DM Haight

A gargantuan creature stares right through you. You’re paralyzed. Frozen with fear and awe, you breathe slowly. The creature blows a puff of frozen smoke your way, and the fear subsides. The awe remains. This is a direct image from How to Train Your Dragon 2, a best animated feature nominee at the 2015 Academy Awards. What makes this image so powerful? Was it the boy facing the dragon, despite fear? Or was it the dragon, who displayed not only power, but wisdom and kindness? Perhaps it was the images to follow, of that wisdom being blown out, and that boy capturing the power left behind.

Film maker Dead DeBlois crafted a piece that is not only visually stimulating and enticing, with varied textures and life-like skin, textiles, hair, and earth, but also a soul that goes deeper and deeper with every viewing. The realities of life are not simply glazed over as they often are in Disney fare. Dreamworks and DeBlois elected to deal in the raw, gritty world of loss and resurgence. There are two sides to every story. A villain is made villainous, not born. A hero is crafted, not given glory through birthright.

Jay Baruchel returns as Hiccup, the son of the village chief, heir to the seat of power, dragon rider, and 20 something kid who has a knack for cartography. Hiccup has grown from the whiny, insubordinate son, into an adventurer, scholar, and leader. His Father’s determination is his own now, and his quest to discover himself, although over played in most films about adolescent growth, is underplayed until the very end, when Hiccup has to accept the responsibility bestowed upon him by his fallen father. Reuniting with his mother is more satisfying than it should be. The normal family drama and anger that tends to follow such revelations is tossed in the trash and what’s left is the perfect reunion: A son and father who regain a person they both loved, cherished, and desperately needed back.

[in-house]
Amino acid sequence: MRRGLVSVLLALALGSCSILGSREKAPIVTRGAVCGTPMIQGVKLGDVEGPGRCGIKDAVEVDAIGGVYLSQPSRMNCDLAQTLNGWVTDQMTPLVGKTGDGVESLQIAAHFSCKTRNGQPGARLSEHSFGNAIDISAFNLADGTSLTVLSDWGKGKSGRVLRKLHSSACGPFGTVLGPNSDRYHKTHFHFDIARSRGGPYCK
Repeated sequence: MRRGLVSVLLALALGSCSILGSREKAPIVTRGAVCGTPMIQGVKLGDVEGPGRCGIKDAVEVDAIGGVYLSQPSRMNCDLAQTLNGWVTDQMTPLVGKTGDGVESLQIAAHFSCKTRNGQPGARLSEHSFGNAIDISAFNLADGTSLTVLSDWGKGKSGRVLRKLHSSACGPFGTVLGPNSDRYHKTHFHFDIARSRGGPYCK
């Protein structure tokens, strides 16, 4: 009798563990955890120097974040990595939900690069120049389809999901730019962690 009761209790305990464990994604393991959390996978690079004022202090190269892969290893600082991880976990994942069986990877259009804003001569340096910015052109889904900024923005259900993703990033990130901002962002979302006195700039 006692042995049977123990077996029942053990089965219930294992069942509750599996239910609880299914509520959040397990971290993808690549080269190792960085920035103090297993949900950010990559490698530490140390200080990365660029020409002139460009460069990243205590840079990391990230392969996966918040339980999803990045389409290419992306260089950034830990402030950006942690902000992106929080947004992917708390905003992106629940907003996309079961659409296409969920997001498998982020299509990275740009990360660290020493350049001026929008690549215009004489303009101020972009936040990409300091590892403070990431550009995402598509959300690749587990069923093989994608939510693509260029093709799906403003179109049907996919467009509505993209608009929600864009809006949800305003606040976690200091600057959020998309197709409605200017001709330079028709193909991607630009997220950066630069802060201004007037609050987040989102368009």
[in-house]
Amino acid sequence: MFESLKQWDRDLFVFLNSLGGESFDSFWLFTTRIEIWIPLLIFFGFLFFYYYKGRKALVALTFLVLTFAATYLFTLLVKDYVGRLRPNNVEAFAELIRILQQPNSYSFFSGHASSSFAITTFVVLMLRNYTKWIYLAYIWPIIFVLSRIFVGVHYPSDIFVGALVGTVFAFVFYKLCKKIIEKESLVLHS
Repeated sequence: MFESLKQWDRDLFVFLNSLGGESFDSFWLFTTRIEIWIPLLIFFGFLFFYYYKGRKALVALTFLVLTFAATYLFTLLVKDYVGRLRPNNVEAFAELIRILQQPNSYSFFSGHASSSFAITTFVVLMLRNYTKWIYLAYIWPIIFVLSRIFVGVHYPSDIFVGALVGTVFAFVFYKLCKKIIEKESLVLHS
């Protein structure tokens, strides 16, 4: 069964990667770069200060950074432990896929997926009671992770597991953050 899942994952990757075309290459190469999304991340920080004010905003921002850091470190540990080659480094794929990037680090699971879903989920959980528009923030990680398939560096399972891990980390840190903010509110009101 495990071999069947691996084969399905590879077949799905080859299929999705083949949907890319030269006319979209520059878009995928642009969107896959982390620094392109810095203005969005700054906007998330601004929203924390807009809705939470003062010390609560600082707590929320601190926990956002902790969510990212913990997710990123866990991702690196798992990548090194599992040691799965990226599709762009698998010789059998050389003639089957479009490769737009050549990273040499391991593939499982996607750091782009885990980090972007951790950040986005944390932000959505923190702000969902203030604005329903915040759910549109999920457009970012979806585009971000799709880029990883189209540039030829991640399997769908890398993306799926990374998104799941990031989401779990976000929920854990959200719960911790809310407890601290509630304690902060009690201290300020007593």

The refreshing new dragons takes us away from the somewhat goofy creatures we knew in the first installment, and drags out the majestic monsters we were yearning to see. The gargantuan dragon I referenced at the beginning of this review is known as “Bewilderbeast,” the alpha that has an uncanny ability to control the flock of dragons Hiccup’s mother, Valka, has apparently accrued. Besides this awe-inspiringly wise creature, there are a slew of others, which have been designed to emote certain characteristics that coincide with our perceptions of sinister, brave, power, and glee, making this film one of the most exciting in terms of artistic expression.

While in Berk we enjoy the popping colors, personalities, and games the villagers play. Outside of Berk is a far more dangerous and tempestuous land, concealing a most terrible force that has been biding its time to attack. Drago Bloodfist. Of course, he has a name like that. But it’s a character who we assume is all bad. But, as we learn from this film, that doesn’t have to be true. Drago, voiced by Djimon Hounsou, is a more complex villain than we are used to getting from our standard animation releases. He’s an awful person, yes, but when we come to understand his reasoning and his ability and desire to learn how to better control, we can see a bit of ourselves glimmering back at us. Screaming into the sky and blurting out words of revenge are not his only talents, and it’s good that he’s so bad. A perfect villain for Hiccup, one I can only imagine will return to fight again in the third installment of this supposed trilogy.

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